The Okeechobee Music and Arts Festival, taking place March 2-5 in the small town just north of the lake that shares its name, will feature music nearly around the clock.
But the experience will concern more than just music, as many of the festival's attendees are expected to spend the entire weekend camping on Okeechobee's 600-acre grounds. The festival will offer swimming, yoga and meditation workshops and art exhibitions.
A veteran of camping at festivals such as Camp Bisco, TomorrowWorld and MysteryLand, Talia J. Medina has learned how to live in a makeshift village among thousands of undersupplied, overtired and unwashed music fans. To make sure festivalgoers don't arrive unprepared, she has compiled a list of essential items, pro tips and all-around good ideas.
- Tent: Make sure you have all the pieces to your tent, and that you know how to set it up.
- Tarp or shower curtain: Put a tarp or shower curtain under your tent to prevent ground moisture from seeping into it. It also can serve as a welcome mat for your temporary home.
- Sleeping bag and pillow
- Canopy tent: Use it for sun protection while hanging out at your campsite. Hang battery-operated Christmas lights inside so you'll be able to see at night. Tapestries and flags can serve as makeshift walls, offering privacy and shade.
- Foldable tables and chairs: Beach chairs sit a little too low to the ground, but camping chairs sit higher, are more comfortable and are more compact than beach chairs when folded up. They cost about $10 at local supercenters. Foldable tables are nice, too, because they'll give you a place to eat or a hard surface on which to prepare goodies during the weekend.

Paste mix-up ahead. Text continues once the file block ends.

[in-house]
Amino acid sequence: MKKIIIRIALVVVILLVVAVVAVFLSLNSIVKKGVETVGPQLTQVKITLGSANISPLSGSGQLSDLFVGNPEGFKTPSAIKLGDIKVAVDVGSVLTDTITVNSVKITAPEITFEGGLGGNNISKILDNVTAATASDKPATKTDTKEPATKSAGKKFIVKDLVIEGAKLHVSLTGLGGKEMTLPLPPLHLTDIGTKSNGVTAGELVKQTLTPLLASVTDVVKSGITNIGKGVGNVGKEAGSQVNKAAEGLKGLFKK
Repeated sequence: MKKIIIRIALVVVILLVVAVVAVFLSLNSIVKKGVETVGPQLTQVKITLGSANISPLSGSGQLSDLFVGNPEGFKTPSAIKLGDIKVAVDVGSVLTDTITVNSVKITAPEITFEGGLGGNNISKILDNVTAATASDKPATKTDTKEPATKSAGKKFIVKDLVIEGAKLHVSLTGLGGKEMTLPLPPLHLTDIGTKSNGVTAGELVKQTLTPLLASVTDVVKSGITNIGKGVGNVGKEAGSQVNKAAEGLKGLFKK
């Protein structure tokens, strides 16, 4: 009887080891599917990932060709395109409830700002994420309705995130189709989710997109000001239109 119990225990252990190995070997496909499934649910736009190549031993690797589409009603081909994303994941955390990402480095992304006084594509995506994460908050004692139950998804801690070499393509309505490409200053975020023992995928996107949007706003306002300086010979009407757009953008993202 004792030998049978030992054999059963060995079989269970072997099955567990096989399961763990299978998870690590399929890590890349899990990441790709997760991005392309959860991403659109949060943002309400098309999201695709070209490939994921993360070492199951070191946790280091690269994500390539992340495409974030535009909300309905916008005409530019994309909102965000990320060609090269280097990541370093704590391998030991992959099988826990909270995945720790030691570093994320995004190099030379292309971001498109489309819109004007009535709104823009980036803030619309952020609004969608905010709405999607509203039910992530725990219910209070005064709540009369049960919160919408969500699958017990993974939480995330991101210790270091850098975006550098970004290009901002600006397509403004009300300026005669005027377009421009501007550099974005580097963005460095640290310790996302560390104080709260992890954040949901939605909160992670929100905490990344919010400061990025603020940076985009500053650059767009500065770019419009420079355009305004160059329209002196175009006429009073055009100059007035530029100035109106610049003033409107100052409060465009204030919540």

- Toilet paper
- Paper towels
- Cups/plates/plastic utensils
- Garbage bags: Get trash bags in two different colors to distinguish between recycling and waste. Picking up after yourself throughout the weekend will make cleaning up at the end of the festival go much easier and faster.
- A cooler with ice or dry ice (dry ice will last longer).
- Food: There will be vendors at Okeechobee, but festival food can be overpriced and greasy. To make sure you eat what you want, pack it. Clif bars, nuts and granola are filling, easy to pack and provide lots of energy. Bring peanut butter and jelly sandwiches. I like to add sliced banana to mine for the potassium. Dried fruits are an easy snack, and apples and oranges usually survive the weekend. I like to buy individual snack packs because I don't want a lot of grimy hands touching my food.
- Water: Water will be available on the campgrounds, but you can never have too much. Freeze water jugs before heading to the festival. Your water will stay cold while cooling everything else in your cooler.
- Alcohol: If you're 21 or up and want to party, make sure your alcohol is in plastic bottles. Per car, you're allowed to bring two cases of beer, two boxes of wine and 1.75 liters of liquor.
- Backpack: Bring a backpack that can get dirty and can hold all your goods for the day. Once you leave your campsite, you might not return to it until after the headliners have played, so prep for that.
- Snacks: Here's where the snack packs come in handy.
- Reusable water bottle: You'll be able to refill it at free water stations
- CamelBak: A two-for-one special, this will hold more water than a reusable water bottle. A CamelBak backpack can also hold many of the essentials you'll want with you during the day. CamelBaks vary in size and price, and can be found at sporting-goods stores and at online retailers.